Where one or more of the above were present and causing their own movement effects, then it was a matter of analysing and treating in a staged way to ‘tease out’ the different elements of this combined pattern.
I was also learning that the three types of lumbo-sacral lesion seemed to have different remote effects from each other. For an explanation of what I mean by remote, please see this article. These effects are profound and explain why locally treating a problem in the thoracic or cervical areas sometimes leaves the patient with an incomplete improvement in function, even if symptoms have subsided. Further, these types of L-S lesions may themselves predispose to dysfunction secondarily occurring further up the spine. Being aware of these patterns is useful for both treatment and for understanding the chain of cause and effect.
This article is not the place to go into depth on these remote effects, but one example is worth considering now.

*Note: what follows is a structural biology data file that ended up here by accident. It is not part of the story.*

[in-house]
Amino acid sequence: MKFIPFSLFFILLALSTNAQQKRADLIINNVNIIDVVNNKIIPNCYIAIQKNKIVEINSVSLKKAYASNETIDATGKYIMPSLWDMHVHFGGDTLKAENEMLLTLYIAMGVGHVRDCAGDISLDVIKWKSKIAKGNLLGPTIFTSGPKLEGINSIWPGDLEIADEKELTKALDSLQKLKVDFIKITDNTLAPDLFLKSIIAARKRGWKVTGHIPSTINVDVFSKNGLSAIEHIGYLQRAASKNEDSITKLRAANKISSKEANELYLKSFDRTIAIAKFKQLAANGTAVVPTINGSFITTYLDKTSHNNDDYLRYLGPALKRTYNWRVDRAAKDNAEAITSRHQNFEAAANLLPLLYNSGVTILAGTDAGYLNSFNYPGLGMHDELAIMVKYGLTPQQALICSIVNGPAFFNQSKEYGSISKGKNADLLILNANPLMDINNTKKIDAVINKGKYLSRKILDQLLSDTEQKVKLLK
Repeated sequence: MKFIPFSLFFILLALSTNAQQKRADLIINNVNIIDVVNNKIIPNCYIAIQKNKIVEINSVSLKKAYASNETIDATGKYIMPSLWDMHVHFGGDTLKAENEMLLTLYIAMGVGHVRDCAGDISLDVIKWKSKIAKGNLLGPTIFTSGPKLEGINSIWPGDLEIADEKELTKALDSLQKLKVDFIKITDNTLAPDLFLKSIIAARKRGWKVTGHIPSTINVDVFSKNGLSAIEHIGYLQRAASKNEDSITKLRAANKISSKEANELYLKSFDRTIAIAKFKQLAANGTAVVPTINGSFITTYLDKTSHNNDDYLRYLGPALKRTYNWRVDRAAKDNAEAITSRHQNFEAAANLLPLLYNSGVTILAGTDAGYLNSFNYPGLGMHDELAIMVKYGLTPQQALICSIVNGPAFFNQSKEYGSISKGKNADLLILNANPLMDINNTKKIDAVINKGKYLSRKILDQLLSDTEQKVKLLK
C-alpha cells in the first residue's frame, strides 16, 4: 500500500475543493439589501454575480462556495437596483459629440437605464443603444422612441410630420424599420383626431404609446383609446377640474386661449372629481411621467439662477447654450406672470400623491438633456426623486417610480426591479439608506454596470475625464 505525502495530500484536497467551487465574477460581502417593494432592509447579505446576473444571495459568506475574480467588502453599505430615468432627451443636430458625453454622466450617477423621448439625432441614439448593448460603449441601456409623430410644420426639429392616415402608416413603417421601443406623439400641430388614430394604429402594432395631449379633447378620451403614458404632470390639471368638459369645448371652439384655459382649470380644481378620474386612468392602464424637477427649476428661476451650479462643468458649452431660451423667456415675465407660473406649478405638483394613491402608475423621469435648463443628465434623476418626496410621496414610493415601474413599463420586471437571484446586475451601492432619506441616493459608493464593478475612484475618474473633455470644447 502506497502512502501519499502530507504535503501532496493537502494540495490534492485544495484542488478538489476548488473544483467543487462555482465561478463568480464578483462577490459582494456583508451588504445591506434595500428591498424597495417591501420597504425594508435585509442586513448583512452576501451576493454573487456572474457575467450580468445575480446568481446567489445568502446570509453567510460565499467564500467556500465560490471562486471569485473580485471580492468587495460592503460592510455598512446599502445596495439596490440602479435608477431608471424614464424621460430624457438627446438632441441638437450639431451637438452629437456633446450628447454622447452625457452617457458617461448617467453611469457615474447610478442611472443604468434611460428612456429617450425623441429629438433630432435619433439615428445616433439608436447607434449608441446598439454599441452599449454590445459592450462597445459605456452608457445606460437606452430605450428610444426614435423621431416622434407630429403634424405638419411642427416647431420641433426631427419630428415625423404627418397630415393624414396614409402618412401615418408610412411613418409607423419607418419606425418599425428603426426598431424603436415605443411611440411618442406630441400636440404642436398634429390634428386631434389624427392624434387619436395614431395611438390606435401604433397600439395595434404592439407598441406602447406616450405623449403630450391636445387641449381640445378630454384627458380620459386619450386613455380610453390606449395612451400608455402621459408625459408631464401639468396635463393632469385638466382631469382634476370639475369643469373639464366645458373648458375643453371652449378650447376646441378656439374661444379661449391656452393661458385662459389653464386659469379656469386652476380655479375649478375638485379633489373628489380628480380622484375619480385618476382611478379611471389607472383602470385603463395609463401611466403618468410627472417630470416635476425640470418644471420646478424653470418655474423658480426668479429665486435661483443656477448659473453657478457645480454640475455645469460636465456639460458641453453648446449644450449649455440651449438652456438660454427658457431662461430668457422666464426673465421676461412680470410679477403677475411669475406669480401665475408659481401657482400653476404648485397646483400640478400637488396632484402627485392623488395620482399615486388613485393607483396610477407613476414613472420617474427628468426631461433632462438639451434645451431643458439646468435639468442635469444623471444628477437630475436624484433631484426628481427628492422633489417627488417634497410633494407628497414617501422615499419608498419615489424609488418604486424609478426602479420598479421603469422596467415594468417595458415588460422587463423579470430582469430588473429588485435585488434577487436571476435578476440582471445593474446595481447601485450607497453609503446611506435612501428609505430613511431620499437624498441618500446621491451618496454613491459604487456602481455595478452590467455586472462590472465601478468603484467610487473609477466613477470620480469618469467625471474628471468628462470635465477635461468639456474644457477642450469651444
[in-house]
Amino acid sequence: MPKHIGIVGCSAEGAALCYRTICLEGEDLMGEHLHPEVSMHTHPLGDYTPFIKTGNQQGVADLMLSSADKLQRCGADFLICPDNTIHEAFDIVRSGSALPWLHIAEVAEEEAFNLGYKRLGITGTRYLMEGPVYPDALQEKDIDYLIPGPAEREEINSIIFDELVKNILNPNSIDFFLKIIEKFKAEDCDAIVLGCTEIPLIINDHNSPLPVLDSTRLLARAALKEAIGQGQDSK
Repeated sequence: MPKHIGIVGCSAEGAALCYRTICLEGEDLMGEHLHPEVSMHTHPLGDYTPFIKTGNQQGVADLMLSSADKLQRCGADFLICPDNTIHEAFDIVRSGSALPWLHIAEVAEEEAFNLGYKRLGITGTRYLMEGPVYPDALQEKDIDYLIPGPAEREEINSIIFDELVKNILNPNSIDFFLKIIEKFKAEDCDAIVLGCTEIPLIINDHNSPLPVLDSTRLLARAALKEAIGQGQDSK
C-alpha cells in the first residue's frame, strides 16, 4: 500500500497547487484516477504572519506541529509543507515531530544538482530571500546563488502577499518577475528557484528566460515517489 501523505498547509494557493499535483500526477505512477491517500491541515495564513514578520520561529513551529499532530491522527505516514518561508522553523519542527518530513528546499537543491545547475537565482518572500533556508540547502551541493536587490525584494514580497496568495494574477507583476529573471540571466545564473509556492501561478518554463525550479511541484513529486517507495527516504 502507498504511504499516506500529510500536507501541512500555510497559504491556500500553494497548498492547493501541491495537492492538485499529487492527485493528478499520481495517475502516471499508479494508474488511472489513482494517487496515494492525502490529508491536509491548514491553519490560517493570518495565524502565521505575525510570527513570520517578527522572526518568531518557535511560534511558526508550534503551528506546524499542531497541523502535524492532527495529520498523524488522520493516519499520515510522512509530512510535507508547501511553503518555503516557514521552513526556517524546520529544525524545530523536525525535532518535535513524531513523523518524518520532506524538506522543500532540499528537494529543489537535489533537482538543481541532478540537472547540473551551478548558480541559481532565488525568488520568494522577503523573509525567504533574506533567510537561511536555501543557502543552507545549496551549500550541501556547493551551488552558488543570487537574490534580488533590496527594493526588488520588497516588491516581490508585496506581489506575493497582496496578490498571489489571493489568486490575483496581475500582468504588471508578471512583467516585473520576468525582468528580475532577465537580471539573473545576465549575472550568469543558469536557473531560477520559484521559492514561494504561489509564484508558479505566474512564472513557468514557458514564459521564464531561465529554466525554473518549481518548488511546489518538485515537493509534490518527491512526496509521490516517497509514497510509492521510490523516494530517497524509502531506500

The ‘Type 2’ or Savory style L-S fault does seem to lead to adaptive secondary stiffness in the upper lumbar area of the contralateral side to the L-S lesion. Very often with this pattern, the patient presents with a failure of compensation and pain in the opposite side to the upper lumbar stiffness noted above. Treating the secondary stiffness will improve the pain state, but working back further in the chain by looking at the contralateral L-S helps even more.
Why Is The L-S special?
My working assumption – because of the extreme junctional nature of the segment. Through its location, its ligaments and muscular control and its varied planes of movements compared to middle and upper lumbar segments, it is far more unstable than the segments above. As we all know, maintaining 5th lumbar stability is quite a challenge, even for fit and active patients.